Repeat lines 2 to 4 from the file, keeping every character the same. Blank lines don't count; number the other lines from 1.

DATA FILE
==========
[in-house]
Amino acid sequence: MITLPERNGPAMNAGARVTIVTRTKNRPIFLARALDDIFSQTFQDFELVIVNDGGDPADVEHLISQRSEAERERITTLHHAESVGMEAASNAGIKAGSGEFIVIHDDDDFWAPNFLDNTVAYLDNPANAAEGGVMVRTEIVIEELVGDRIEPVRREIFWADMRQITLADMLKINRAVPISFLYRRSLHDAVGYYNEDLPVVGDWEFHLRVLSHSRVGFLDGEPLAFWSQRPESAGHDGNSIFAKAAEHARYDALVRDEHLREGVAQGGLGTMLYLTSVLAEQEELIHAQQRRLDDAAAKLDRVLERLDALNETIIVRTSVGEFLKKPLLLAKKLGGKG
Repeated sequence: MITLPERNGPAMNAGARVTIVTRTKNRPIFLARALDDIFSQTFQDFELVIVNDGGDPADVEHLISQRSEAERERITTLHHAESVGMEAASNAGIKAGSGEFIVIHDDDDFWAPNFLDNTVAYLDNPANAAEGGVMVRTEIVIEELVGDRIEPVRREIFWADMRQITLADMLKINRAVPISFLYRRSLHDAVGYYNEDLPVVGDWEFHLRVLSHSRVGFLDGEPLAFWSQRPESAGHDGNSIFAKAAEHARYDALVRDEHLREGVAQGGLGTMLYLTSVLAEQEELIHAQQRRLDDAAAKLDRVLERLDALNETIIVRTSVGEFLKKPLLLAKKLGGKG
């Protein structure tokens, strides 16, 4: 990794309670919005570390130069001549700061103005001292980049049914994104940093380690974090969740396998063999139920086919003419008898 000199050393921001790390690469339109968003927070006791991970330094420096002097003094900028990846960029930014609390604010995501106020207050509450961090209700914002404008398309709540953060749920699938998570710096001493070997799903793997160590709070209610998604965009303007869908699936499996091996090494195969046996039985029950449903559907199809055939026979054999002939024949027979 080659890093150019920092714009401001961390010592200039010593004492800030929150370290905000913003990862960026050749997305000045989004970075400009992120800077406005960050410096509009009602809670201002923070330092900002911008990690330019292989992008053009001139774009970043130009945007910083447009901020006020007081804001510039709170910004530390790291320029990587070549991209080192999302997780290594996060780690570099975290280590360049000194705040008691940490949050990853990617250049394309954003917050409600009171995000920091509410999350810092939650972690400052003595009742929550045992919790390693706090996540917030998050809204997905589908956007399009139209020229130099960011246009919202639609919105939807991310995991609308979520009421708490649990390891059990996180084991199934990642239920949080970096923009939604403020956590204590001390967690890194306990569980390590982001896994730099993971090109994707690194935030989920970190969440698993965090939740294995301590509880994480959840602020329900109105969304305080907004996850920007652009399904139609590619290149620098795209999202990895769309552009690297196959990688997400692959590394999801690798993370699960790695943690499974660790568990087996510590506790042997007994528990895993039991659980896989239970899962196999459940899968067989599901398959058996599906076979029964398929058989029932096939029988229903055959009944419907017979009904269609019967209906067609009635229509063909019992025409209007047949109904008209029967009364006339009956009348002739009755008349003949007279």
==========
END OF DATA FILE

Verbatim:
Amino acid sequence: MITLPERNGPAMNAGARVTIVTRTKNRPIFLARALDDIFSQTFQDFELVIVNDGGDPADVEHLISQRSEAERERITTLHHAESVGMEAASNAGIKAGSGEFIVIHDDDDFWAPNFLDNTVAYLDNPANAAEGGVMVRTEIVIEELVGDRIEPVRREIFWADMRQITLADMLKINRAVPISFLYRRSLHDAVGYYNEDLPVVGDWEFHLRVLSHSRVGFLDGEPLAFWSQRPESAGHDGNSIFAKAAEHARYDALVRDEHLREGVAQGGLGTMLYLTSVLAEQEELIHAQQRRLDDAAAKLDRVLERLDALNETIIVRTSVGEFLKKPLLLAKKLGGKG
Repeated sequence: MITLPERNGPAMNAGARVTIVTRTKNRPIFLARALDDIFSQTFQDFELVIVNDGGDPADVEHLISQRSEAERERITTLHHAESVGMEAASNAGIKAGSGEFIVIHDDDDFWAPNFLDNTVAYLDNPANAAEGGVMVRTEIVIEELVGDRIEPVRREIFWADMRQITLADMLKINRAVPISFLYRRSLHDAVGYYNEDLPVVGDWEFHLRVLSHSRVGFLDGEPLAFWSQRPESAGHDGNSIFAKAAEHARYDALVRDEHLREGVAQGGLGTMLYLTSVLAEQEELIHAQQRRLDDAAAKLDRVLERLDALNETIIVRTSVGEFLKKPLLLAKKLGGKG
């Protein structure tokens, strides 16, 4: 990794309670919005570390130069001549700061103005001292980049049914994104940093380690974090969740396998063999139920086919003419008898 000199050393921001790390690469339109968003927070006791991970330094420096002097003094900028990846960029930014609390604010995501106020207050509450961090209700914002404008398309709540953060749920699938998570710096001493070997799903793997160590709070209610998604965009303007869908699936499996091996090494195969046996039985029950449903559907199809055939026979054999002939024949027979 080659890093150019920092714009401001961390010592200039010593004492800030929150370290905000913003990862960026050749997305000045989004970075400009992120800077406005960050410096509009009602809670201002923070330092900002911008990690330019292989992008053009001139774009970043130009945007910083447009901020006020007081804001510039709170910004530390790291320029990587070549991209080192999302997780290594996060780690570099975290280590360049000194705040008691940490949050990853990617250049394309954003917050409600009171995000920091509410999350810092939650972690400052003595009742929550045992919790390693706090996540917030998050809204997905589908956007399009139209020229130099960011246009919202639609919105939807991310995991609308979520009421708490649990390891059990996180084991199934990642239920949080970096923009939604403020956590204590001390967690890194306990569980390590982001896994730099993971090109994707690194935030989920970190969440698993965090939740294995301590509880994480959840602020329900109105969304305080907004996850920007652009399904139609590619290149620098795209999202990895769309552009690297196959990688997400692959590394999801690798993370699960790695943690499974660790568990087996510590506790042997007994528990895993039991659980896989239970899962196999459940899968067989599901398959058996599906076979029964398929058989029932096939029988229903055959009944419907017979009904269609019967209906067609009635229509063909019992025409209007047949109904008209029967009364006339009956009348002739009755008349003949007279």